Fernando Villavicencio, the Ecuadorian presidential candidate shot dead on Wednesday, had denounced threats from a criminal group a few weeks before his murder. The Ecuadorian politician told the media that Los Choneros, a local armed wing of Mexico’s Sinaloa Cartel, had warned him that they would attack him and his campaign group if they continued to speak about them. “What this confirms is that our campaign proposal does indeed seriously affect these criminal structures. And here I am, showing my face. I’m not afraid of them. For 20 years, I have gambled in this country against these criminal structures, and I repeat: I am not afraid of them,” he said in footage shared online.
Villavicencio was assassinated on Wednesday afternoon, after a campaign event in Quito, the Ecuadorian capital. The politician was a member of the National Assembly until its dissolution and presided over the Oversight Commission before running for president as the leader of the political group Movimiento Construye (Build Ecuador Movement). Most polls placed him in fourth or fifth position among the eight candidates running for president after Guillermo Lasso announced he would not seek re-election. The election is scheduled for August 20. Villavicencio presented himself as an anti-corruption candidate and campaigned under the slogan, “It’s time for the brave.”
With Ecuador struggling against an unprecedented wave of crime and insecurity, Villavicencio promised to crack down on criminal groups, frequently telling rallies: “The time for threats is over.” “We are going to bring down drug trafficking. I’m not afraid of them [...] The only thing they can do is kill me, and with that we liberate an entire people. I am not afraid of death, because I have already defeated it,” he told followers at the beginning of July.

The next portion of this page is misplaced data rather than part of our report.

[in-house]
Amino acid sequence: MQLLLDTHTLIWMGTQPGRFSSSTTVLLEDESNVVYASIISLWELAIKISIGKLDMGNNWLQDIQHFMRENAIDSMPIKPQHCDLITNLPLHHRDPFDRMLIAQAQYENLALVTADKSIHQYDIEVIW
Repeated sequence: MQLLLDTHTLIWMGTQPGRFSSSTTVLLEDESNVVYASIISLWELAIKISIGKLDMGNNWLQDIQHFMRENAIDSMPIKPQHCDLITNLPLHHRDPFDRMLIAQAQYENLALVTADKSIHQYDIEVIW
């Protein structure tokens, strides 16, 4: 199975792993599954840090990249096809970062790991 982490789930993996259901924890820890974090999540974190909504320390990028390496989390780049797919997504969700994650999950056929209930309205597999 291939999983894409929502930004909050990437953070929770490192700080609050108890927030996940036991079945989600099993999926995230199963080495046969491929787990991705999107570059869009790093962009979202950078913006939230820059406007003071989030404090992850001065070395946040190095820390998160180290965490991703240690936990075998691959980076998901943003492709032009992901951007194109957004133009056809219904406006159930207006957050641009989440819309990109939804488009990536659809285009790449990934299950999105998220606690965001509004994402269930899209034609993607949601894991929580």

Villavicencio also said that he had been advised to take extra precautions due to the threats. “They told me to wear a [bulletproof] vest. Here I am, in a sweaty shirt, damn it. You [the people] are my bulletproof vest. I don’t need it! You come from a brave people, and I am brave like you,” he shouted. “Here I am. They said they were going to break me [...] Let the drug lords come. Let the hitmen come. The time for threats is over.”
In the video shared on social media, in which he denounced the threats, one name stood out: Alias Fito, the leader of Los Choneros. The criminal group, one of the most powerful in the country, was founded in the 1990s in the coastal city of Manta. It currently works for the Sinaloa Cartel in cocaine trafficking. Among its adversaries are Los Lobos, Tiguerones and Chone Killers, three gangs that run logistics operations for the rival Mexican group, Jalisco New Generation Cartel.
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